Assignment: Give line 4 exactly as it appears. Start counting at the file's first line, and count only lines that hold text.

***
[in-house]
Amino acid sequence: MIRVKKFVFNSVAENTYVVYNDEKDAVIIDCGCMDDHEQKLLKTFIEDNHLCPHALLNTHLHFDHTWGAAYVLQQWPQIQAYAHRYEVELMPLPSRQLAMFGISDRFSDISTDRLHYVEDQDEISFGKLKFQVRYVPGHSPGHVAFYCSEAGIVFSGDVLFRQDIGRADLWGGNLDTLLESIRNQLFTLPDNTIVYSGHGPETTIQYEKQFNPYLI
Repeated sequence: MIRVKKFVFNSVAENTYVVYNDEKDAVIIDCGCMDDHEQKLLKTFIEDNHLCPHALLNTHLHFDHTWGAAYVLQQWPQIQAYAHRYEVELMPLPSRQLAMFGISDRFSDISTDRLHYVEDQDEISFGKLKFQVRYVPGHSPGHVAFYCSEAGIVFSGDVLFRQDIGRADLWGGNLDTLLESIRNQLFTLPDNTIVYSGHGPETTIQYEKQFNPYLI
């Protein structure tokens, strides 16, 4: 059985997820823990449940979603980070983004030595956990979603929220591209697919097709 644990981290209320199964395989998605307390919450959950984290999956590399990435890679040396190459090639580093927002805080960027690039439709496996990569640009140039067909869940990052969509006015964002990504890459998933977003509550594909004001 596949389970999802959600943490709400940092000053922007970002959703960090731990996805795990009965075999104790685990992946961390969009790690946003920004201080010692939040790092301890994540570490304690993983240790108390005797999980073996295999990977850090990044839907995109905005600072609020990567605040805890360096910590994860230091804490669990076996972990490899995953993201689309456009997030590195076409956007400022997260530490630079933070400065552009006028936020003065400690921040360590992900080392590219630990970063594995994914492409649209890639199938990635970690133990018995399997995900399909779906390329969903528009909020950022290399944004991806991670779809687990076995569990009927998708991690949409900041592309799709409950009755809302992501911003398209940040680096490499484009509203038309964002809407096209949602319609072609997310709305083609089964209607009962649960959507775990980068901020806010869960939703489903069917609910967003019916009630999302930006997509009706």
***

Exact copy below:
């Protein structure tokens, strides 16, 4: 059985997820823990449940979603980070983004030595956990979603929220591209697919097709 644990981290209320199964395989998605307390919450959950984290999956590399990435890679040396190459090639580093927002805080960027690039439709496996990569640009140039067909869940990052969509006015964002990504890459998933977003509550594909004001 596949389970999802959600943490709400940092000053922007970002959703960090731990996805795990009965075999104790685990992946961390969009790690946003920004201080010692939040790092301890994540570490304690993983240790108390005797999980073996295999990977850090990044839907995109905005600072609020990567605040805890360096910590994860230091804490669990076996972990490899995953993201689309456009997030590195076409956007400022997260530490630079933070400065552009006028936020003065400690921040360590992900080392590219630990970063594995994914492409649209890639199938990635970690133990018995399997995900399909779906390329969903528009909020950022290399944004991806991670779809687990076995569990009927998708991690949409900041592309799709409950009755809302992501911003398209940040680096490499484009509203038309964002809407096209949602319609072609997310709305083609089964209607009962649960959507775990980068901020806010869960939703489903069917609910967003019916009630999302930006997509009706």